Nursing Home Patient Safety Culture Perceptions Among US and Immigrant Nurses

Published in: Journal of Patient Safety, Volume 16, Issue 3, pages 238–244 (September 2020). doi: 10.1097/PTS.0000000000000271

Posted on RAND.org on February 08, 2022

by Laura M. Wagner, Barbara L. Brush, Nicholas G. Castle, John Engberg, Elizabeth A. Capezuti

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Patient safety is a global concern, yet little is known about how and whether perceptions of patient safety culture (PSC) vary by nurses' countries of origin and preparation. This is particularly important in American nursing homes (NHs), which are increasingly hiring non-US born and prepared nurses to fill staffing needs.

Objectives

This study compared the PSC perceptions of foreign and domestic born and trained nurses working in urban NHs in 5 states to analyze how nurses' PSC perceptions corresponded to their personal and professional characteristics.

Methods

We distributed 3539 surveys to registered nurses and licensed practical/vocational nurses employed in 98 urban NHs across 5 states with higher percentages of internationally prepared nurse workers. Respondents' perceptions of their workplace safety culture were measured with the NH Survey on PSC survey from the Agency for Healthcare Research and Quality (AHRQ) and examined 12 dimensions of PSC. A total of 1629 returned surveys indicated a 46% returned rate.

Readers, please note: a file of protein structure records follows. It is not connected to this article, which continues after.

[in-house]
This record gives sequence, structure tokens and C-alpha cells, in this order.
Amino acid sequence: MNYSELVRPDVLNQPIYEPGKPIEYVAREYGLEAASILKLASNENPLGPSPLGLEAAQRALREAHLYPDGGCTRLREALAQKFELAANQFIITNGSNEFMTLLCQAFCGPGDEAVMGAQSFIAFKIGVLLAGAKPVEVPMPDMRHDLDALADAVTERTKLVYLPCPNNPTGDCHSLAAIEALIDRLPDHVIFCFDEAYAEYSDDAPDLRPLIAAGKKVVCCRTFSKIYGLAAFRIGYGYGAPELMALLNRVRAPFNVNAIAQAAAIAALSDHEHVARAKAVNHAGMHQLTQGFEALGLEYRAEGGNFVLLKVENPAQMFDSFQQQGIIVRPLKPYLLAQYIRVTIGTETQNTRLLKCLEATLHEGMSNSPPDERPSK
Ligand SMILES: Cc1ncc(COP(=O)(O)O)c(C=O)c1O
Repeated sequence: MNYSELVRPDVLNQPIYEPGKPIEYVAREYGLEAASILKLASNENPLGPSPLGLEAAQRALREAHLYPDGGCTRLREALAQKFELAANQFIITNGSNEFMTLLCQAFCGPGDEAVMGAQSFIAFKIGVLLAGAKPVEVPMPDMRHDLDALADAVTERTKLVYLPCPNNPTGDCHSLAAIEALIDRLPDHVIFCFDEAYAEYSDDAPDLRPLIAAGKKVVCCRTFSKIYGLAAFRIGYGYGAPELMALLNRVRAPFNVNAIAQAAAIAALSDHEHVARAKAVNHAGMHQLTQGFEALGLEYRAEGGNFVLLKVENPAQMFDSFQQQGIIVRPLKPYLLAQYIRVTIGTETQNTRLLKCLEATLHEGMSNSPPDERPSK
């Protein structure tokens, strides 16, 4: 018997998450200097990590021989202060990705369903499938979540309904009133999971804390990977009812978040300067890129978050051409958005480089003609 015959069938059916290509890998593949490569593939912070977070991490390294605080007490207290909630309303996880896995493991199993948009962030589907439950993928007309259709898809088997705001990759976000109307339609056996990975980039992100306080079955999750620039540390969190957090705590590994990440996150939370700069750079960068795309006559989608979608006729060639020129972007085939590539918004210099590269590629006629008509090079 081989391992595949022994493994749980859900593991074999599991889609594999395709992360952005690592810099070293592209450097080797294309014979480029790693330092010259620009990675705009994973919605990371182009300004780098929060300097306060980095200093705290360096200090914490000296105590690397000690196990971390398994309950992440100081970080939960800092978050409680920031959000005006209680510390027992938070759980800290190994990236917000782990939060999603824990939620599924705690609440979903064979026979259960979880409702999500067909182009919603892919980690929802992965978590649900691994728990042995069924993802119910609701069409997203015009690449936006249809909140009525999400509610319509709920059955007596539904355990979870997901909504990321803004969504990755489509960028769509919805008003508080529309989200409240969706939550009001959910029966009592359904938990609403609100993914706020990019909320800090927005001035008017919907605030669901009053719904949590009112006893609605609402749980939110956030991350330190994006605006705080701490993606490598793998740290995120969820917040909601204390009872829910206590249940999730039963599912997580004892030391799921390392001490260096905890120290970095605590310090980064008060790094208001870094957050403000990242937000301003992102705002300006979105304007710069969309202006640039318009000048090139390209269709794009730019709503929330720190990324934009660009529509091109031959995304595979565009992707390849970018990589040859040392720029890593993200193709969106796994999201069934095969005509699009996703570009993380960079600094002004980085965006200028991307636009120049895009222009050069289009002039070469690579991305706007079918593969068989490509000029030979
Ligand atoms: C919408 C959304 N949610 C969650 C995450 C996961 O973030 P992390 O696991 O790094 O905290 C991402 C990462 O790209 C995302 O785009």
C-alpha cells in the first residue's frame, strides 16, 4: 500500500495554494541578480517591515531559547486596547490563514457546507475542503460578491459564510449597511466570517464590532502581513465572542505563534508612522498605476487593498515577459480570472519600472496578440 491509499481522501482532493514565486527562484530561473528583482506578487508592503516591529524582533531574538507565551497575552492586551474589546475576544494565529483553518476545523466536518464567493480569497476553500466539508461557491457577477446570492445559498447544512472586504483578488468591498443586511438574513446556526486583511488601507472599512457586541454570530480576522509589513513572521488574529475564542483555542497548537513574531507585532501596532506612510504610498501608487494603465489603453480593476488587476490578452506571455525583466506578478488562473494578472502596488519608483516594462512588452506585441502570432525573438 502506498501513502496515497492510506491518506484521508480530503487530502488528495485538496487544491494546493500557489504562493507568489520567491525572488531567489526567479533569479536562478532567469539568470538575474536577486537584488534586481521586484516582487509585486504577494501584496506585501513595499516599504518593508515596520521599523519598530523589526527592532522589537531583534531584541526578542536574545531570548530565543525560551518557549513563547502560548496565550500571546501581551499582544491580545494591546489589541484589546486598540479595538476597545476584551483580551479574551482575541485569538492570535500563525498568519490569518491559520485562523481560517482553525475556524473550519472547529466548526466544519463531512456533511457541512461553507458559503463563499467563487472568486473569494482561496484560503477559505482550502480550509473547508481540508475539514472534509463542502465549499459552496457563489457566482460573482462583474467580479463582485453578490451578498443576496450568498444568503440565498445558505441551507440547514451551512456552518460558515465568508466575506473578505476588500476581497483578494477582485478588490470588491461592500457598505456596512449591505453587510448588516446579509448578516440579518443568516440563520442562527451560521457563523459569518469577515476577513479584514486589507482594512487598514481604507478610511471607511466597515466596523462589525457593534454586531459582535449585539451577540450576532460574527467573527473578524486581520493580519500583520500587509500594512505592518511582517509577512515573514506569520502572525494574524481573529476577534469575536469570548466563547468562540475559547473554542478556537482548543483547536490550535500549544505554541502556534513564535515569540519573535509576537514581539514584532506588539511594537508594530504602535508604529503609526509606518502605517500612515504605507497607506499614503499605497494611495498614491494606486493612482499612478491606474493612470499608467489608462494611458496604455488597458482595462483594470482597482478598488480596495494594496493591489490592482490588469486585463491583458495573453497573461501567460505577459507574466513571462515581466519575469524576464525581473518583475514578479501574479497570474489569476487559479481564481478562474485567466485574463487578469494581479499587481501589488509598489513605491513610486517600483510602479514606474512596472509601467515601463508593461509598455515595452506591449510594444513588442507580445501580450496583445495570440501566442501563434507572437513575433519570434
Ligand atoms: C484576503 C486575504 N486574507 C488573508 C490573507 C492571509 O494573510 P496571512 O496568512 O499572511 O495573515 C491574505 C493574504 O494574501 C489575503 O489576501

Results

Results from 1133 analyzed surveys indicated that nurses born and educated abroad exhibited more favorable PSC perceptions in their workplaces, followed by nurses born abroad and educated in the United States. Nurses born and educated in the United States demonstrated the lowest perceptions of workplace PSC overall (P < 0.001).

Conclusions

Although foreign born and trained nurses report higher PSC perceptions than domestically born and educated nurses, further research is needed to understand why these differences occur.

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